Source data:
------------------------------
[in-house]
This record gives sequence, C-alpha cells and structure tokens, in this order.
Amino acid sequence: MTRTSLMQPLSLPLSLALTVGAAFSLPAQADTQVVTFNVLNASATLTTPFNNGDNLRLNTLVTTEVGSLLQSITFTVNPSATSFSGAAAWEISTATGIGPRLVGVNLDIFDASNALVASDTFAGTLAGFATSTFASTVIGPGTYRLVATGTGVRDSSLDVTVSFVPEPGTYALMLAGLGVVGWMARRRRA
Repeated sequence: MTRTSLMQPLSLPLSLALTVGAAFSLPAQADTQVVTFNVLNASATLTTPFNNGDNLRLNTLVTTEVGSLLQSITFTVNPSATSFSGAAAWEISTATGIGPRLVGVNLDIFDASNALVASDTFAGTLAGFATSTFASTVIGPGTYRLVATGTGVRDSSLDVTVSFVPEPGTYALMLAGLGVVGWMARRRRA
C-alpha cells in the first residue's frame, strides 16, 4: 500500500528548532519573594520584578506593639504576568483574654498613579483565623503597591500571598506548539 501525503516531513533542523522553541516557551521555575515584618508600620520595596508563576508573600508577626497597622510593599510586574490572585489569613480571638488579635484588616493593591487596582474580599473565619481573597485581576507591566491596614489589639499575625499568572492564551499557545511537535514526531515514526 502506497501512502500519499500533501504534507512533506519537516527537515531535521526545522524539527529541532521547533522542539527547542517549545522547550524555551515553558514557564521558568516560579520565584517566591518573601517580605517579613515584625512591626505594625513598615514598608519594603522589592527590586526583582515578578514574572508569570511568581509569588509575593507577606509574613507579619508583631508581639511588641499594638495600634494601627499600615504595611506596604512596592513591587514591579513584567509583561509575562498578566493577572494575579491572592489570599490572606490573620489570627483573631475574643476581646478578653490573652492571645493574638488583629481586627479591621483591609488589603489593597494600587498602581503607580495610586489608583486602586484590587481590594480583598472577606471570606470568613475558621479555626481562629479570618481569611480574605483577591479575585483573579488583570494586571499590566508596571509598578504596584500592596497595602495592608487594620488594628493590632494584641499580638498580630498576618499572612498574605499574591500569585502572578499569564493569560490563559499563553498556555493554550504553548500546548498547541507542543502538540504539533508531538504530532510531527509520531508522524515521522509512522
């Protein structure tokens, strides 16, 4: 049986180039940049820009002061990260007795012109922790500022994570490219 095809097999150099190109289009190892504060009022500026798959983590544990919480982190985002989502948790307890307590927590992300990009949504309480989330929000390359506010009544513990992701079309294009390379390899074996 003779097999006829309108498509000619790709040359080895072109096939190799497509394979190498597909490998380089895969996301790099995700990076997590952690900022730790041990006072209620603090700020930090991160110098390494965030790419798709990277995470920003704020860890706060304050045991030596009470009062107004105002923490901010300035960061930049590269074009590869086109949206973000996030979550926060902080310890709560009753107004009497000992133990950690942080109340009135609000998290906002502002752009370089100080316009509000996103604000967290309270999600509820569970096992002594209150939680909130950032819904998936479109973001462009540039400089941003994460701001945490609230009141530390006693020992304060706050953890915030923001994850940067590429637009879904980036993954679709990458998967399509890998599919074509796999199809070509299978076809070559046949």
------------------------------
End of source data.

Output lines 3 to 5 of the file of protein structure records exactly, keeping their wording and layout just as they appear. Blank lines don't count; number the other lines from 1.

Amino acid sequence: MTRTSLMQPLSLPLSLALTVGAAFSLPAQADTQVVTFNVLNASATLTTPFNNGDNLRLNTLVTTEVGSLLQSITFTVNPSATSFSGAAAWEISTATGIGPRLVGVNLDIFDASNALVASDTFAGTLAGFATSTFASTVIGPGTYRLVATGTGVRDSSLDVTVSFVPEPGTYALMLAGLGVVGWMARRRRA
Repeated sequence: MTRTSLMQPLSLPLSLALTVGAAFSLPAQADTQVVTFNVLNASATLTTPFNNGDNLRLNTLVTTEVGSLLQSITFTVNPSATSFSGAAAWEISTATGIGPRLVGVNLDIFDASNALVASDTFAGTLAGFATSTFASTVIGPGTYRLVATGTGVRDSSLDVTVSFVPEPGTYALMLAGLGVVGWMARRRRA
C-alpha cells in the first residue's frame, strides 16, 4: 500500500528548532519573594520584578506593639504576568483574654498613579483565623503597591500571598506548539 501525503516531513533542523522553541516557551521555575515584618508600620520595596508563576508573600508577626497597622510593599510586574490572585489569613480571638488579635484588616493593591487596582474580599473565619481573597485581576507591566491596614489589639499575625499568572492564551499557545511537535514526531515514526 502506497501512502500519499500533501504534507512533506519537516527537515531535521526545522524539527529541532521547533522542539527547542517549545522547550524555551515553558514557564521558568516560579520565584517566591518573601517580605517579613515584625512591626505594625513598615514598608519594603522589592527590586526583582515578578514574572508569570511568581509569588509575593507577606509574613507579619508583631508581639511588641499594638495600634494601627499600615504595611506596604512596592513591587514591579513584567509583561509575562498578566493577572494575579491572592489570599490572606490573620489570627483573631475574643476581646478578653490573652492571645493574638488583629481586627479591621483591609488589603489593597494600587498602581503607580495610586489608583486602586484590587481590594480583598472577606471570606470568613475558621479555626481562629479570618481569611480574605483577591479575585483573579488583570494586571499590566508596571509598578504596584500592596497595602495592608487594620488594628493590632494584641499580638498580630498576618499572612498574605499574591500569585502572578499569564493569560490563559499563553498556555493554550504553548500546548498547541507542543502538540504539533508531538504530532510531527509520531508522524515521522509512522